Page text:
Erica Sunshine Lee’s songwriting and performing style is wonderfully dramatic and can’t help but be filled with the myriad of contrasts in her own character. She has tremendous vim and vigor, a rock and roll spirit that loves passionately and wants to raise a little hell. She’s also enormously sentimental about her upbringing and has a strong connection with the spiritual side of her personality. The musical arrangements and backing accompanying Elixir’s fifteen songs are largely cut from the classic country cloth, but many of them are further enlivened by rock music’s influence over her musical imagination. She has deceptively flexible talents as a singer – Lee’s equally at home with the rockier material as she is the country and her ability to emote and dramatize her lyrical content never wavers.
“Shut Up Heart” puts the album’s best commercial foot forward. This is a snappy, well-written mainstream country hit in the making, but Lee doesn’t excessively dumb it or the musical backing down. This is a songwriter with enough command over our lexicon, including an ear for phrases that have nearly universal resonance, catching something on the wind and committing it to a recording. It’s quite inspired despite covering familiar territory. The seventh album from Erica Sunshine Lee finds her ability to write very personal songs continues to grow. “My Favorite Word” is lush without ever being saccharine and has a particularly focused vocal from Lee. It’s the likely highlight of the album’s first quarter.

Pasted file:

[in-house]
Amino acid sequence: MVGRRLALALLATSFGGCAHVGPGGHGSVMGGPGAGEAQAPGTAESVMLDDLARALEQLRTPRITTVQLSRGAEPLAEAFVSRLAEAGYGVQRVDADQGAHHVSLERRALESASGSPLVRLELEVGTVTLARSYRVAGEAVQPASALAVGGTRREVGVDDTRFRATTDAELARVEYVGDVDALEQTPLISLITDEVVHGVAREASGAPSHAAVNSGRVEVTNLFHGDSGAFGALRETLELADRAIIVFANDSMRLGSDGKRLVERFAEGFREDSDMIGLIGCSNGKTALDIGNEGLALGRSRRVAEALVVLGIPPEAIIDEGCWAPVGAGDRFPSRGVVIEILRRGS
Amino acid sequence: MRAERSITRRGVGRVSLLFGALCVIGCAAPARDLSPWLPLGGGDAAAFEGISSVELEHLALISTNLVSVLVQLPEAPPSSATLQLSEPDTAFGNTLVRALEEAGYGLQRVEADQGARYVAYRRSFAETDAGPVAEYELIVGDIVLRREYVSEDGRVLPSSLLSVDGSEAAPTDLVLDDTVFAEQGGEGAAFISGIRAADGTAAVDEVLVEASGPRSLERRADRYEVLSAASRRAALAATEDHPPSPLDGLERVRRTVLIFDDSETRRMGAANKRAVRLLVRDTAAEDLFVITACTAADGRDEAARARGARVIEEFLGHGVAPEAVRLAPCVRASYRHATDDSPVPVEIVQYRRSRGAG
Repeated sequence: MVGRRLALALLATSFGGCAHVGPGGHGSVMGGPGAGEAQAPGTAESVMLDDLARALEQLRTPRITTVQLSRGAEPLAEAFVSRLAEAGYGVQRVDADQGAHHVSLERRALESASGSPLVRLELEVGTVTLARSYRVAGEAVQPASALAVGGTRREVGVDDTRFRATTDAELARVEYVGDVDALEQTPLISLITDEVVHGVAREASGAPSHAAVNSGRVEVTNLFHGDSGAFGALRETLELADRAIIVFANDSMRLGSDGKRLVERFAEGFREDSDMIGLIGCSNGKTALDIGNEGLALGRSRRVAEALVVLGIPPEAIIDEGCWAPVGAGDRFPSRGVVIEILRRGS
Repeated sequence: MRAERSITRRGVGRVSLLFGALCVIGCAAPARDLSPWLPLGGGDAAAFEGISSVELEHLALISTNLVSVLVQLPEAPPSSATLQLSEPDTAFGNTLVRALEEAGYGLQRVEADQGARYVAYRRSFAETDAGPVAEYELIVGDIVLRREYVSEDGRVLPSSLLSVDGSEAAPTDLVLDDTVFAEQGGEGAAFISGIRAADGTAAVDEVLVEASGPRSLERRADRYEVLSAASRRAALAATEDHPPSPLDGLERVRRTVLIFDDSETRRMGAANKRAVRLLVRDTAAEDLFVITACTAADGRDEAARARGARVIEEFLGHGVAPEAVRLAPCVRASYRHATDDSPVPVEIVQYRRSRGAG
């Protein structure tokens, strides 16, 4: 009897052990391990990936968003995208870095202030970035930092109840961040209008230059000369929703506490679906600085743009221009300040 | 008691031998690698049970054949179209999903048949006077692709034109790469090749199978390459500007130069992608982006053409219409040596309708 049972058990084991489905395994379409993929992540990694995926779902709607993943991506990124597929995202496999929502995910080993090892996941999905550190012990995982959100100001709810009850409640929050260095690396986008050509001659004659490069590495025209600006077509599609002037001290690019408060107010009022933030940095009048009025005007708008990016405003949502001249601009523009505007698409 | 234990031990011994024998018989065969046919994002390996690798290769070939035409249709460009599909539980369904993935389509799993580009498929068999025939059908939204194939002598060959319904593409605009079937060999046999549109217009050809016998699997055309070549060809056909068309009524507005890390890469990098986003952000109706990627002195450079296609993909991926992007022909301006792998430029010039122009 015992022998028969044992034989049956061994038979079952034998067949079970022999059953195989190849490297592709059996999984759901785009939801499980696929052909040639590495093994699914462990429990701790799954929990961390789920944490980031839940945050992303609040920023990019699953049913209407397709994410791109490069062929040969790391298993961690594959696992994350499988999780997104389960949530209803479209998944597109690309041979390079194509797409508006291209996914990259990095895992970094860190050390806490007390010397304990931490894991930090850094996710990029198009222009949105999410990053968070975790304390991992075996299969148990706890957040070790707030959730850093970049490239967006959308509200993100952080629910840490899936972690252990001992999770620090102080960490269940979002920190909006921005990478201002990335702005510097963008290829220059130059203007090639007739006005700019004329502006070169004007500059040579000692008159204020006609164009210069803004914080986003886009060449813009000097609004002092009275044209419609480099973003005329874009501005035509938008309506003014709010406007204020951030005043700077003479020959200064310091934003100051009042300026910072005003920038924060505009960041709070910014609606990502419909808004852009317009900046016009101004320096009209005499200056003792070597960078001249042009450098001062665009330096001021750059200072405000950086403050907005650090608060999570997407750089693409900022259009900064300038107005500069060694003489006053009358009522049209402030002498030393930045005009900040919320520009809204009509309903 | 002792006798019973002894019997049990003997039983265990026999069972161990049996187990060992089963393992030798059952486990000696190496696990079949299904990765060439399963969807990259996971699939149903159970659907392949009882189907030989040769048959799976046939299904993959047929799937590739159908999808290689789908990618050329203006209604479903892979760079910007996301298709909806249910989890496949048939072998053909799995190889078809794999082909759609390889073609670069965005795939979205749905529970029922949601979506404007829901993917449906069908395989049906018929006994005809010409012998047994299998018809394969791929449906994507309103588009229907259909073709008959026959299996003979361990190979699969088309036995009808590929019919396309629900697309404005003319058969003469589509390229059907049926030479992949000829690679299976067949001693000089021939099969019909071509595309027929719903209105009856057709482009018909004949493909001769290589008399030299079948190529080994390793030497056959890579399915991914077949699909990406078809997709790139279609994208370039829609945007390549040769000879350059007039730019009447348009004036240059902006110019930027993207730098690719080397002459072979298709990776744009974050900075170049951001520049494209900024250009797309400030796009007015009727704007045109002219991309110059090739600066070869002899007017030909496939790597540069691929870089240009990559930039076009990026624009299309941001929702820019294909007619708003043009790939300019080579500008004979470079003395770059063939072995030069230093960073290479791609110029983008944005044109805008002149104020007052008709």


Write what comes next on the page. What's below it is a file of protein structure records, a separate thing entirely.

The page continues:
“Medicated” and “Whiskey Bent and Jail Bound” co-opt some of Outlaw Country’s attitude, particularly in the not so subtle nod to Hank Williams Junior in the second song title, but it’s more or less an affectation. These sorts of things would matter more if Lee didn’t back up the pose with substantive musical and lyrical achievements. Both songs rely on well worn subject matter in the genre, but they both excel thanks to her individual talent and the second, in particular, gives us our first taste of her storytelling abilities on this album. “Pills and Booze” demonstrates another side to the preceding sentences. In the hands of a crasser performer, a song title like this would have turned into a mildly funny catalog of errors thanks to intoxication or else a grotesque ode to the glories of getting trashed. Lee confounds expectations like those and, instead, pens a quasi-blues about using them because you feel like there’s no other choice.
“Jesus and Georgia” is a sensitively rendered and deeply personal piece about Lee’s relationship to her faith and the place of her birth. The deeply Southern qualities in her voice, her underrated phrasing skill, and the clear respect she shows the experience depicted in the lyric help make this performance one of the album’s best. “Briars to Ferns” has a gentle slant in common with the preceding song, but the subject matter differs and Lee’s touch with the lyrics takes a slightly more poetic turn than before. She revisits spiritual matters overtly for a final time on the song “Mustard Seed” and does it with ample grace. This is, at its heart, a paean to her God and the positive impact that spirituality has in her life. Elixir’s finale “Taking the High Road” is the perfect closer for this album. On each new release, Lee comes closer and closer to revealing the complexity of her personality and experiences in full – “Taking the High Road” embodies pursuit more than any song on Elixir. This is as fine and as varied of an album as one can expect from the genre in 2016 and should have an across the board appeal rather than being confined to a narrow group.
9 out of 10 stars